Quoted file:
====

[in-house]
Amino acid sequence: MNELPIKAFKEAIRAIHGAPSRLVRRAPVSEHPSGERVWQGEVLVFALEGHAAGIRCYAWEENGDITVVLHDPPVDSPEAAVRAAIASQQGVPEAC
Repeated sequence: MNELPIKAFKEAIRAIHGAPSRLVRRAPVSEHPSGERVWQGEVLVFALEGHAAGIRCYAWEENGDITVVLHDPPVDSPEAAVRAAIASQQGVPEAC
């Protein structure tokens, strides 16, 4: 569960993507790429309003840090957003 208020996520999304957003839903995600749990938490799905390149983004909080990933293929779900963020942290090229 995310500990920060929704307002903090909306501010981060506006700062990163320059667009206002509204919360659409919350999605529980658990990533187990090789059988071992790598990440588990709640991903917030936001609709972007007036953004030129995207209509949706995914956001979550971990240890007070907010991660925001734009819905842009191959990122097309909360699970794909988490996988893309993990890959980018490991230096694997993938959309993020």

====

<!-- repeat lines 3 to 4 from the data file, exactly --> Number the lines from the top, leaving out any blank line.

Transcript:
Repeated sequence: MNELPIKAFKEAIRAIHGAPSRLVRRAPVSEHPSGERVWQGEVLVFALEGHAAGIRCYAWEENGDITVVLHDPPVDSPEAAVRAAIASQQGVPEAC
């Protein structure tokens, strides 16, 4: 569960993507790429309003840090957003 208020996520999304957003839903995600749990938490799905390149983004909080990933293929779900963020942290090229 995310500990920060929704307002903090909306501010981060506006700062990163320059667009206002509204919360659409919350999605529980658990990533187990090789059988071992790598990440588990709640991903917030936001609709972007007036953004030129995207209509949706995914956001979550971990240890007070907010991660925001734009819905842009191959990122097309909360699970794909988490996988893309993990890959980018490991230096694997993938959309993020």